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Research: The convergence of medtech and wearables
Tue, 16th Jun 2020
FYI, this story is more than a year old

IDTechEx has updated and added to their entire wearable technology market research portfolio.

The research now includes a report on the impact of COVID-19 on the market, as well as general insights on where the technology is headed in the coming years.

The reports conclude that the advancement of medical capabilities in consumer grade technologies will become a major driver of the market over the long term, as regulations and innovations begin to align.

1. Market growth

The wearables market had a very strong 2020, growing 19% to reach a total of US$70 billion for the year.

The most significant increase in growth was the true wireless headphones sector which generated over $4 billion of new revenue relative to 2018.

The other strongest growth came from device categories such as smartwatches and continuous glucose monitoring (CGM) devices, which grew by just under $4 billion and $1.3 billion respectively relative to 2018 values.

This represents the largest one year growth rate since peak wearables hype in 2015 (a year which saw the commercial launches of leading devices such as the Apple Watch), which emphasises the growing strength in the sector and the continuing opportunity for new development and growth.

2. COVID-19

The most critical impact of the COVID-19 pandemic has been at the point-of-sale for many products, with lockdowns and social distancing measures meaning that stores are closed.

However, the impact has been very varied; where some products have seen as much as an 80% reduction in sales for Q2 2020 vs Q2 2019, other areas such as remote patient monitoring devices have been accelerated onto the market to assist in pandemic countermeasures.

3. US regulatory changes

The reports highlight regulatory changes as another factor which will have a significant impact going forward.

Regulatory changes in the USA generally have a global effect as products are developed to meet the new requirements and then rolled out internationally.

In hearables, the Over the Counter Hearing Aid act requires guidelines for that product category to be established by August 2020, paving the way for a new generation of hearing assistance products.

In electronic skin patches, new regulatory and reimbursement frameworks for wearable cardiovascular monitoring focusing on mobile cardiac telemetry and extended Holter monitoring are expected to be confirmed in 2020 and implemented in early 2021.

Both of these steps introduce new product opportunities.

4. From consumer to medical

The reports highlight the increasing prevalence of medical sensing metrics being deployed into traditionally consumer wearable products, such as those produced by Apple and Samsung.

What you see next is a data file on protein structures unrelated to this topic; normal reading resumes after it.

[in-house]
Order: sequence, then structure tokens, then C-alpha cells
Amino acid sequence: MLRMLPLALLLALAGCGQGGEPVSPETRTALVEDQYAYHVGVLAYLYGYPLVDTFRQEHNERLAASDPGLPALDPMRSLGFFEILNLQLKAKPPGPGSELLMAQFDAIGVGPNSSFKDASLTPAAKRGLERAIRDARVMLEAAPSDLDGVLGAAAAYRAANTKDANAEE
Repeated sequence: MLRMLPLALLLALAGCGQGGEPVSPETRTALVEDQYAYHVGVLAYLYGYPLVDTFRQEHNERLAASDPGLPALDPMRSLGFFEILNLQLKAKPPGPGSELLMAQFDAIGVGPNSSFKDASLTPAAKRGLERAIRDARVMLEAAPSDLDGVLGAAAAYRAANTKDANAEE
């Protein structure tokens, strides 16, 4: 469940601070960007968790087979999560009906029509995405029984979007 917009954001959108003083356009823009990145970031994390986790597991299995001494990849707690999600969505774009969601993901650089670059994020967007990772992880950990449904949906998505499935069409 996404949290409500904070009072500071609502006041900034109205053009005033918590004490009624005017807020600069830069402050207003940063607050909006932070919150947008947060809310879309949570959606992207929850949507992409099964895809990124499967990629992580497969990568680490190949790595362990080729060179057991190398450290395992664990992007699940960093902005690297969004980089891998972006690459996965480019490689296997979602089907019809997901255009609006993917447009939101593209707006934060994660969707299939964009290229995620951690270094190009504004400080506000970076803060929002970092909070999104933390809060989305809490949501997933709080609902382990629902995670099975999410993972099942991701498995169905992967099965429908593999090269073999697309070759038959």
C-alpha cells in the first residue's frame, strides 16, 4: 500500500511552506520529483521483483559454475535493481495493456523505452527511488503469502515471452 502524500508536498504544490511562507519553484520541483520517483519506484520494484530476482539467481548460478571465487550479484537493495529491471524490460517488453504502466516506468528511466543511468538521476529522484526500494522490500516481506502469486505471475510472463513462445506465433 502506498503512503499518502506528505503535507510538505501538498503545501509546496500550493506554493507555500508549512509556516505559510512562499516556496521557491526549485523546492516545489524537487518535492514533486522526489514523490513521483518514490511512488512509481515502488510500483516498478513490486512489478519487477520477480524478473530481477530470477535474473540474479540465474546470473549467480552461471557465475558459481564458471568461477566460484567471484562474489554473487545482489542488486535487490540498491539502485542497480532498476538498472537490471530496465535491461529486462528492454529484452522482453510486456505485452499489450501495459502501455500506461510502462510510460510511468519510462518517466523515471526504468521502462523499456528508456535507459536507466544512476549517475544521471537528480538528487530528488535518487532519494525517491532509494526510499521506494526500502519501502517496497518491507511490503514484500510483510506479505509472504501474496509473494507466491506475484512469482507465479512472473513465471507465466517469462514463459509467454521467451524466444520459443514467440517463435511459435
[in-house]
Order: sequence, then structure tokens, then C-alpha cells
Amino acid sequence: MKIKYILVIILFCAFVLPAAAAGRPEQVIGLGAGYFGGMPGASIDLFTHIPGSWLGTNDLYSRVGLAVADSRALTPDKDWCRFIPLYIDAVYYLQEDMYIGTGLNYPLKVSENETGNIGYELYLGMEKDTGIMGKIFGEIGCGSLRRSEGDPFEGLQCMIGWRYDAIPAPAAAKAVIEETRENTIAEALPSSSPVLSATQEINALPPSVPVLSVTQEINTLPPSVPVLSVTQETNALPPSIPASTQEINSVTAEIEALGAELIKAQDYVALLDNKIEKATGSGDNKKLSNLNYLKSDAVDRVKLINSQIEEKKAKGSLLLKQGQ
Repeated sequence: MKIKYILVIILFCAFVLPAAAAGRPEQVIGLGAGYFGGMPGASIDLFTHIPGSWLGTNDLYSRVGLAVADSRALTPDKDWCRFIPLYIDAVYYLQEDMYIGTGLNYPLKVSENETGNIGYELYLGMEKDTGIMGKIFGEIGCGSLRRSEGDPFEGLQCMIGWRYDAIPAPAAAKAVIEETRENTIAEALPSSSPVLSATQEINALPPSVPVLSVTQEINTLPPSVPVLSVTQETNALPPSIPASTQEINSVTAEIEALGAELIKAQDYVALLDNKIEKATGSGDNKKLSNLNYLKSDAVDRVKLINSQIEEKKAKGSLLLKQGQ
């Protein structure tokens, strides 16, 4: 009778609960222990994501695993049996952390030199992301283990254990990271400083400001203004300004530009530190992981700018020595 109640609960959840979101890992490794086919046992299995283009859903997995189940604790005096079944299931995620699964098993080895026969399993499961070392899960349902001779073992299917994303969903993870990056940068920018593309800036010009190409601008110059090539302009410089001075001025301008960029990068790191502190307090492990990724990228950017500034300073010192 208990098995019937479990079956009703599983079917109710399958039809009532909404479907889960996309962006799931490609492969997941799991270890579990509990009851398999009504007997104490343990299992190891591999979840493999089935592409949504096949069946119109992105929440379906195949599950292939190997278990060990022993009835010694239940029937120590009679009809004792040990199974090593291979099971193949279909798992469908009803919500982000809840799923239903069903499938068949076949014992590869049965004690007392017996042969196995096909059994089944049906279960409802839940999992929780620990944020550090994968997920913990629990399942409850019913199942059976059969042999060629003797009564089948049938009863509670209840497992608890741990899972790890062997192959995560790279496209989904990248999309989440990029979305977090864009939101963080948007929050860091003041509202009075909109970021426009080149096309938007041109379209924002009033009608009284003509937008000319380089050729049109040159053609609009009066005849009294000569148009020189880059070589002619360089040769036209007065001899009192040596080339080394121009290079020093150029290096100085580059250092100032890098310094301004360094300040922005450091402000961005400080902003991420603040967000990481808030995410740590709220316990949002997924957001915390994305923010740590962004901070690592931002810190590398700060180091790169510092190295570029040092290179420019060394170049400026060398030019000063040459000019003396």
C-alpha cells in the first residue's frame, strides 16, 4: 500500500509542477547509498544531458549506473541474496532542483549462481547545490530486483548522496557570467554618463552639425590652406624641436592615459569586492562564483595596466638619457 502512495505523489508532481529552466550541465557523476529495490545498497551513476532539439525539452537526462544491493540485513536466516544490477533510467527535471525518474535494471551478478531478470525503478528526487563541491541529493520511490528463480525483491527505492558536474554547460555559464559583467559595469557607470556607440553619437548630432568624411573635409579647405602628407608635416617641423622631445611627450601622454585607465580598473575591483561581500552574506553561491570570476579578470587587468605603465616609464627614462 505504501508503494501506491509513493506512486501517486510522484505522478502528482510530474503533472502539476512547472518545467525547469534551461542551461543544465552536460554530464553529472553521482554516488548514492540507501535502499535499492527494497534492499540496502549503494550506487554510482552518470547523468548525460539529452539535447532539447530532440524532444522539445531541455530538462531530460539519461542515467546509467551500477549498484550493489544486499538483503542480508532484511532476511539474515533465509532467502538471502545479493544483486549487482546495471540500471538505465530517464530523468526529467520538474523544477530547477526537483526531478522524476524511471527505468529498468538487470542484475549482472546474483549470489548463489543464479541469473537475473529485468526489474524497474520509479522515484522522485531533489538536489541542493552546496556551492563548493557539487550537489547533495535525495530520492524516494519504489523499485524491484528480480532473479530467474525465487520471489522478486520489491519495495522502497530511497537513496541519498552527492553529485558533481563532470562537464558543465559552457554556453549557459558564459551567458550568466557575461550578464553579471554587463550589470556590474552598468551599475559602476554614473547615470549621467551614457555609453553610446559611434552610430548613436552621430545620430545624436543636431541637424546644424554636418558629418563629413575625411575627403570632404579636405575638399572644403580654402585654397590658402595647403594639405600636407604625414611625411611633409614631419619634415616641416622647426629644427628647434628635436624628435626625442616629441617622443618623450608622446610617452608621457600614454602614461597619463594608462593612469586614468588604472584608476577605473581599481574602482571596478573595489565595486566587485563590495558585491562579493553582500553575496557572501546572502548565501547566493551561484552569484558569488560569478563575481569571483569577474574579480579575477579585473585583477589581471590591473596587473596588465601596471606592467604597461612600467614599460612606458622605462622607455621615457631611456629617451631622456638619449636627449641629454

Smartwatches have been demonstrated with ECG for atrial fibrillation, PPG for oxygen saturation and blood pressure monitoring.

In hearables, optical blood pressure is now commonly discussed, joining other more familiar features such as fall detection, core body temperature monitoring and other relevant medical metrics.

In many cases, products are having versions of these features added as part of a standard consumer offerings.

With parallel development of the data infrastructure and supporting systems required for medical devices, it is clear that the longer-term strategy will move in this direction.

The wearable devices at the core of this are an essential part of the long-term strategy and the technology within them is being developed at a remarkable rate.

5. From single parameter to multi-parameter sensing 

The role of a medical device for sensing is typically to represent one physiological parameter as accurately and reliably as possible.

However, as digital health and artificial intelligence are increasingly introduced, the capabilities of medical devices are being expanded such that they can diagnose and monitor specific conditions with increasing independence from the doctor.

This trend goes hand in hand with increasing adoption of multi-parametric sensing on medical devices.

Multi-parameter sensing often presents a significant challenge, particularly in navigating regulatory barriers, with companies forced to weigh up the advantages of the new capabilities offered with the significant investment to go through de novo regulatory approval processes.

However, as more pioneers begin to introduce advanced features, these multi-parametric systems will increasingly become the norm.

This will have a significant impact on the status quo for many of the product sectors as they exist today, but the change is expected to be a gradual evolution over years and decades.

Many of the fitness and wellness devices are already using combinations of many different biometric readings to build a more complete picture of the wearer's health, it will just take significantly more time and money for these advances to have their efficacy and safety proven within the context of medical devices too.